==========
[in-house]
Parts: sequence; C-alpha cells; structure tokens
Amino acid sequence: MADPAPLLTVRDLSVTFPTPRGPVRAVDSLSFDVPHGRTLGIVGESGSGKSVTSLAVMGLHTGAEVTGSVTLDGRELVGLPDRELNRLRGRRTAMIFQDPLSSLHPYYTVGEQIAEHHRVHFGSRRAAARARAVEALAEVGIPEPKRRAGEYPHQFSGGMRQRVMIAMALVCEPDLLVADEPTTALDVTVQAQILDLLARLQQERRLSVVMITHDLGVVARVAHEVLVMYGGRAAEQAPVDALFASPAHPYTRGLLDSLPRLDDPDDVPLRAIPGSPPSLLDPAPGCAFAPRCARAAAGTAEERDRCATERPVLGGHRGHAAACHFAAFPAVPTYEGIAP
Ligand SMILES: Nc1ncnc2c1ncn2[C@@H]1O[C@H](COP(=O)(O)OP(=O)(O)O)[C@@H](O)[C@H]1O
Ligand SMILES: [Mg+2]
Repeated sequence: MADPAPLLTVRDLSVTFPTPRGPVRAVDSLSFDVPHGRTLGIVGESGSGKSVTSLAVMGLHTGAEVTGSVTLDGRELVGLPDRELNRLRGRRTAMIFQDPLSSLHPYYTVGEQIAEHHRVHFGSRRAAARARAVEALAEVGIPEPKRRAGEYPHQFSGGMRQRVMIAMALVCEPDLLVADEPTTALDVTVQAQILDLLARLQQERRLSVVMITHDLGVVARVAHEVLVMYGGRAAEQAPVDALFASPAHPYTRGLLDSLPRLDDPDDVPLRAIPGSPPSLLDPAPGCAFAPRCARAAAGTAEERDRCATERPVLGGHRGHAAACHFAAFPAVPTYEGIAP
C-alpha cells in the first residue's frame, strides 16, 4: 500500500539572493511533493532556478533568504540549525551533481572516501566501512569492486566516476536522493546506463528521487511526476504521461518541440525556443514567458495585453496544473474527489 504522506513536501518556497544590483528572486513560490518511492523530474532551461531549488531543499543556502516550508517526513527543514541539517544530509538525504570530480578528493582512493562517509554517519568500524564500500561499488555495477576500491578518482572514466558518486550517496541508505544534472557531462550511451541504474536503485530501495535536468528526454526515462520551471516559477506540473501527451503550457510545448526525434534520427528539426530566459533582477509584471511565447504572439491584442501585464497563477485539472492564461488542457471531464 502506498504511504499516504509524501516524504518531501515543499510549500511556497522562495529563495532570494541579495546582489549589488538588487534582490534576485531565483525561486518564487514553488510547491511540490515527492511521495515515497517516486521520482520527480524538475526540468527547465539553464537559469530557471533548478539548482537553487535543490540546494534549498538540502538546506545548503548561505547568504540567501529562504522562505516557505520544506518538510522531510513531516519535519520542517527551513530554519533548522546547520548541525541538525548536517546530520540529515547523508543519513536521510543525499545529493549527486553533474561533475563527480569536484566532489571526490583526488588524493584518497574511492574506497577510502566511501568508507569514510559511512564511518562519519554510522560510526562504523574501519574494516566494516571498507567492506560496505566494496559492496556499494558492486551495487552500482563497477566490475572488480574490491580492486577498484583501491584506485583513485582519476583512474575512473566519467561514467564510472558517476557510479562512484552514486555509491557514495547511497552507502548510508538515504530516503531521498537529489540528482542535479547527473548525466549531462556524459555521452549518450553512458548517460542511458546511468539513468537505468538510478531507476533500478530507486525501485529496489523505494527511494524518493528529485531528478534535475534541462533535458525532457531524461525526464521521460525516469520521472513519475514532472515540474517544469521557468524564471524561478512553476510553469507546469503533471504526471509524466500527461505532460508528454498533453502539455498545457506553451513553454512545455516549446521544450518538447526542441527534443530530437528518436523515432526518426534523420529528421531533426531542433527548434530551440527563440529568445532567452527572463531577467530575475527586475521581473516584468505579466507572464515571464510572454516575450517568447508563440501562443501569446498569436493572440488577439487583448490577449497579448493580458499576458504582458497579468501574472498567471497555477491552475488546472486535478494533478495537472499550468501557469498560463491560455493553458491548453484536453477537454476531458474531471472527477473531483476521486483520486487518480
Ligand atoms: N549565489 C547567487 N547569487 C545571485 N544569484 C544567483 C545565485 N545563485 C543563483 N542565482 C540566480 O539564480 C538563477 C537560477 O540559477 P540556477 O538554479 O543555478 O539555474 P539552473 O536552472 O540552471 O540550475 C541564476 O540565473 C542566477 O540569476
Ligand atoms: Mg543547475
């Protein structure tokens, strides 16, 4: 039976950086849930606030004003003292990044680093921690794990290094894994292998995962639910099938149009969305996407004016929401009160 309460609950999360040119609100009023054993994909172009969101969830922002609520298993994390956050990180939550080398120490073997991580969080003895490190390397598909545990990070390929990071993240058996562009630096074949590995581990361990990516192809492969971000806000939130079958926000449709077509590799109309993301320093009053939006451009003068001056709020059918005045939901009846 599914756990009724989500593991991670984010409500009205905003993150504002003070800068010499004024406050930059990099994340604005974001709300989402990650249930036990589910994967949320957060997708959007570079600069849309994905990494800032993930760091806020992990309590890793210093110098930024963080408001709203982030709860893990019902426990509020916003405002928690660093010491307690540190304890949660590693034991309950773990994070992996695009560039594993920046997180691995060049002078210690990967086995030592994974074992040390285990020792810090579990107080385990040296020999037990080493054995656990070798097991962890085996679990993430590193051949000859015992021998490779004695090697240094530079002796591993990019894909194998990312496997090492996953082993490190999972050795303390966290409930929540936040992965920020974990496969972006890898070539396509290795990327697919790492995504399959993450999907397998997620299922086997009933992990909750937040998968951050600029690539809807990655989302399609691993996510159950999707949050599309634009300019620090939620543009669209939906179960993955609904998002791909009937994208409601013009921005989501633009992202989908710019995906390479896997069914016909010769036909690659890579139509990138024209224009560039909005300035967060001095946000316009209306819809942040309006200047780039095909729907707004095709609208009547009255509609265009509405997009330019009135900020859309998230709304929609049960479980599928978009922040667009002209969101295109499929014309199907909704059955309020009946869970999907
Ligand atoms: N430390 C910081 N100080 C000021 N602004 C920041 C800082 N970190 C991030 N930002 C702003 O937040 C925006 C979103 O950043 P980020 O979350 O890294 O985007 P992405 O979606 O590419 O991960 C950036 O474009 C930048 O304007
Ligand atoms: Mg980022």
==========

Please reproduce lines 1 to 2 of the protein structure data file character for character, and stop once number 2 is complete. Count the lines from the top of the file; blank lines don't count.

[in-house]
Parts: sequence; C-alpha cells; structure tokens